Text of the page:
50 c. Those who cause the land to produce are good for society because they add to the wealth of society.
51 d. Those who labor for the land owners make a contract with the land owner. The land owner pays the laborer for making the land productive. If the laborer is unhappy with his pay, the laborer may make a contract with another owner.
52 C. Jean Jacques Rousseau wrote the Social Contract in Rousseau s social contract was an agreement among free individuals to create a society and a government.
53 2. Society is to be governed by the general will. 3. The general will represent whatever is best for the entire community. 4. Liberty was achieved through being forced to follow what was best for all people because what was best for all was the best for the individual.
54 4. Rousseau s philosophy of a much broader democracy inspired the leaders of the French Revolution to overthrow the monarchy in 1789.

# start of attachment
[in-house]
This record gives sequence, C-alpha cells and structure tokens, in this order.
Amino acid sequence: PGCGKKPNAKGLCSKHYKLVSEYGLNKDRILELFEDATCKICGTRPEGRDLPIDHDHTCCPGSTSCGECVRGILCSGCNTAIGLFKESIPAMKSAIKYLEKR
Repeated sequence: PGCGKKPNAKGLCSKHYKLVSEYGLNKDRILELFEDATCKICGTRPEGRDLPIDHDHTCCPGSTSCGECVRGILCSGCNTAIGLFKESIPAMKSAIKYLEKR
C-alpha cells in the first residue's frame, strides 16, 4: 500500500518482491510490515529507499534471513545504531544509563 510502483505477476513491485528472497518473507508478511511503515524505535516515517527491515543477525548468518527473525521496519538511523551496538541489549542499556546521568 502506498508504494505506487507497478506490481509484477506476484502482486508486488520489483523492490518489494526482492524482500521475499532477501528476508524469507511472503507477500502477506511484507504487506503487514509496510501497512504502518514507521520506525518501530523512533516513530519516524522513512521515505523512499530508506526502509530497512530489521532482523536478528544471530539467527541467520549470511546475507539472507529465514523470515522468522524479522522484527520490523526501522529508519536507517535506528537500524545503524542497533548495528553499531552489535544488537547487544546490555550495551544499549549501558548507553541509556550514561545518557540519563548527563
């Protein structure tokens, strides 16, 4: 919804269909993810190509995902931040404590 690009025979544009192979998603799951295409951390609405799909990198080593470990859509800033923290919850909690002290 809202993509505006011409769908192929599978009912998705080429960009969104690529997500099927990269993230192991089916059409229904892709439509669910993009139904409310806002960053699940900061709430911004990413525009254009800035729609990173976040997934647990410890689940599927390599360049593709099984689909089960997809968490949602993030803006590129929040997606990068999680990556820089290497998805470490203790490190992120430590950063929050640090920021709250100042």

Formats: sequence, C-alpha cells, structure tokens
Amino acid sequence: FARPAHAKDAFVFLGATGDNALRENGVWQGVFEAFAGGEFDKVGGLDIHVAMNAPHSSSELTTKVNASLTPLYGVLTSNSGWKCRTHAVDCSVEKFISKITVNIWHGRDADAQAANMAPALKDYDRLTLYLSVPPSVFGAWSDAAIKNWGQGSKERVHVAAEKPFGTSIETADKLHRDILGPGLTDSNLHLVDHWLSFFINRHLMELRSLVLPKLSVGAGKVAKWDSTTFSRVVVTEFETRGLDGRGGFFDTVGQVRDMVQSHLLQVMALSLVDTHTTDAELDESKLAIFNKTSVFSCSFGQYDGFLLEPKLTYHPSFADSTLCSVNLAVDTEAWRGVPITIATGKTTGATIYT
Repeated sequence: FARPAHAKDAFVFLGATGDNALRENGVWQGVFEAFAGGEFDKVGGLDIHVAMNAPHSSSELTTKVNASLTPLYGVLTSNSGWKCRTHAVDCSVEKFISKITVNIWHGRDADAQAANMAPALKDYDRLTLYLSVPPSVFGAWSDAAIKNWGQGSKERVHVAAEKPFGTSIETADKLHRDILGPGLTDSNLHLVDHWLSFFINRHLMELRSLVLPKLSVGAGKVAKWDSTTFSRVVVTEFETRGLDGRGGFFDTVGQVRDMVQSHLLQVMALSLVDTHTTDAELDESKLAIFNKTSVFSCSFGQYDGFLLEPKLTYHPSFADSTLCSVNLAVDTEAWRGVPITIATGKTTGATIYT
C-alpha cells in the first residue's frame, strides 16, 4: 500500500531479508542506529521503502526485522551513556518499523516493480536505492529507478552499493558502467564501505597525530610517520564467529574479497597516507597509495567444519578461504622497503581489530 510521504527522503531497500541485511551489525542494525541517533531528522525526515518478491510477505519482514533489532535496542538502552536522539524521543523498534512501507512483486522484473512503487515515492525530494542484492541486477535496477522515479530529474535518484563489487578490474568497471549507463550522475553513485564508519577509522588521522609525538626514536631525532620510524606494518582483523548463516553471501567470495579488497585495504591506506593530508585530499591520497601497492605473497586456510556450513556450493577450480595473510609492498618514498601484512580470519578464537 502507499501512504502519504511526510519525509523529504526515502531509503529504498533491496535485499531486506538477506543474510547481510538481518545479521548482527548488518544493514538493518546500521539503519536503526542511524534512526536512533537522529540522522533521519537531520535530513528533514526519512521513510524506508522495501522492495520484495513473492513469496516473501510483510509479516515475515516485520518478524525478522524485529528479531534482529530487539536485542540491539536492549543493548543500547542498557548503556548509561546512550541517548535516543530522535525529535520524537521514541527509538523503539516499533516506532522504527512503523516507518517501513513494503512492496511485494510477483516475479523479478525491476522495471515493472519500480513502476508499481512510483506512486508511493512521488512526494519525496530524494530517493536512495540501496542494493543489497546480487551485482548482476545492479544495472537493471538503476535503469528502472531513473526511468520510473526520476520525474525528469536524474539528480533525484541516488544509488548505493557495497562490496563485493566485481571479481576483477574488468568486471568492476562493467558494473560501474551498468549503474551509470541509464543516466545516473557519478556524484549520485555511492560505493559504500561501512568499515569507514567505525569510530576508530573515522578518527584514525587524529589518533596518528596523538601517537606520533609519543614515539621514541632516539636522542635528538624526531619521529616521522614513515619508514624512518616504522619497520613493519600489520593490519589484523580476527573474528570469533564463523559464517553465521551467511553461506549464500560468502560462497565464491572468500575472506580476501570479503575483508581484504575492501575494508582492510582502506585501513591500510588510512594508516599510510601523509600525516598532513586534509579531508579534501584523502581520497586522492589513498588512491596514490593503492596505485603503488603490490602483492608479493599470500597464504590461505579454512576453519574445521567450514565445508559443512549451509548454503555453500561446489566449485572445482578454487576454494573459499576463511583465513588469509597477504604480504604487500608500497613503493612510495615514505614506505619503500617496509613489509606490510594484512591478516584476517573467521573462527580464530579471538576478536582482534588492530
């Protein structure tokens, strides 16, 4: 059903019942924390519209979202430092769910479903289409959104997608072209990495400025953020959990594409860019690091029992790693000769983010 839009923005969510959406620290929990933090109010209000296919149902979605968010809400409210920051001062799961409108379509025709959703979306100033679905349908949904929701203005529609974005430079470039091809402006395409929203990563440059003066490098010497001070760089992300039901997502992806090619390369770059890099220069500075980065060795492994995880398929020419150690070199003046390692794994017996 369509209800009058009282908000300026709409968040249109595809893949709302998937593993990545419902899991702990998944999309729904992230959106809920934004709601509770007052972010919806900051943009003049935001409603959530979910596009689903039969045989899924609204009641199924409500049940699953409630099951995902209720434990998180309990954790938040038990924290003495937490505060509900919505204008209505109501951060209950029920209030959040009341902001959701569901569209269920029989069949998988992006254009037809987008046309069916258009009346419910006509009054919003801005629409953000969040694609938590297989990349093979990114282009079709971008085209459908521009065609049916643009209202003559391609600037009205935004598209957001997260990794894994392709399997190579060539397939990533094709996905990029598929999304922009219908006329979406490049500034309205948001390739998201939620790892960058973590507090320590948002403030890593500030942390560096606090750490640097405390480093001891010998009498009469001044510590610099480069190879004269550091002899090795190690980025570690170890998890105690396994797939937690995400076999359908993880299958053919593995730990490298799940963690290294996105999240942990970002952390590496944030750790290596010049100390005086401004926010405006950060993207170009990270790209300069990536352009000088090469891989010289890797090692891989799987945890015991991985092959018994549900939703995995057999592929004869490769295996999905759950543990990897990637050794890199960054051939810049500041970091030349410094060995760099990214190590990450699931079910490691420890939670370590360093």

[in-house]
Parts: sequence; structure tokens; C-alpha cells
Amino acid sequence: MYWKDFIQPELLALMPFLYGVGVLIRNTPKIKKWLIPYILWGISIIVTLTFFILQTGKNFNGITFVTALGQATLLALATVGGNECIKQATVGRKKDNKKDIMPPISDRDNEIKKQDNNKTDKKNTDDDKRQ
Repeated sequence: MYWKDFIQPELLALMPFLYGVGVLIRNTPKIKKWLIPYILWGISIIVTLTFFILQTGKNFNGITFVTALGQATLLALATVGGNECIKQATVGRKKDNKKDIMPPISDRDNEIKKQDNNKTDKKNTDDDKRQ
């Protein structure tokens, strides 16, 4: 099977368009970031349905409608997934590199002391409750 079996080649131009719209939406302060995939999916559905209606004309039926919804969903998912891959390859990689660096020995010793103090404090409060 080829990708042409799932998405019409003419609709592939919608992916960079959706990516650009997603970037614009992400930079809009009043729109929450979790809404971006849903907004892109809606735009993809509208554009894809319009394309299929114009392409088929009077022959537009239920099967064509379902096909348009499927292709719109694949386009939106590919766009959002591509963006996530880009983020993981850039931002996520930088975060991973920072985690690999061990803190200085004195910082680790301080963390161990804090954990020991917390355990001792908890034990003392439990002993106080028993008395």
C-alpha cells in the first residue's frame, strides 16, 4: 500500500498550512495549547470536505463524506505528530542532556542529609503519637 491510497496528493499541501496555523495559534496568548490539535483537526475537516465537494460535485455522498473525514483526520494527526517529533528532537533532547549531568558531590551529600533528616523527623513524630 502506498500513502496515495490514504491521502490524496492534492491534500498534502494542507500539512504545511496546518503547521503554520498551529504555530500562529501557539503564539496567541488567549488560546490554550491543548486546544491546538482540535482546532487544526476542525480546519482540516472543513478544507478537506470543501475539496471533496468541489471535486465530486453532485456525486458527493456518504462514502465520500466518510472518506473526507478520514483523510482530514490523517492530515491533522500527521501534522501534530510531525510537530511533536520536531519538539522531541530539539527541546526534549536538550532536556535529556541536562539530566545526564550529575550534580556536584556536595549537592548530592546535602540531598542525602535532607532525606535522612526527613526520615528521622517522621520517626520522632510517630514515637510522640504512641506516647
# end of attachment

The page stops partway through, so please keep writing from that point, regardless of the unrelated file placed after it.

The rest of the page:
55 VI. Impact of the Enlightenment A. Belief in Progress 1. The successes of the Scientific Revolution gave people confidence that human reason can solve social problems.
56 2. Philosophers and reformers urged an end to slavery, social inequality, and improvements in education. 3. Through reason a better society was possible.
57 B. A More Secular Outlook on Life 1. No more blind acceptance of religious teachings.
58 2. The mysteries of the universe could be solved by mathematically explaining it.
59 3. Religious tolerance was promoted while religious superstition and fear declined.
60 C. Importance of the Individual 1. The Church and the monarchies declined in importance.
61 2. The belief that the government was formed by individuals to promote their welfare.
64 Influence of Locke on the US: Social contract Natural right Right to overthrow an abusive govt Idea of property ownership Role of the worker and the owner
65 Influence of Voltaire on the US: -Freedom of Speech and Freedom of Press
66 C. Influence of Montesquieu on the US: -separation of powers and checks and balances
67 Influence of Wolstonecraft on the US: -promotion of women s rights and forming women s rights groups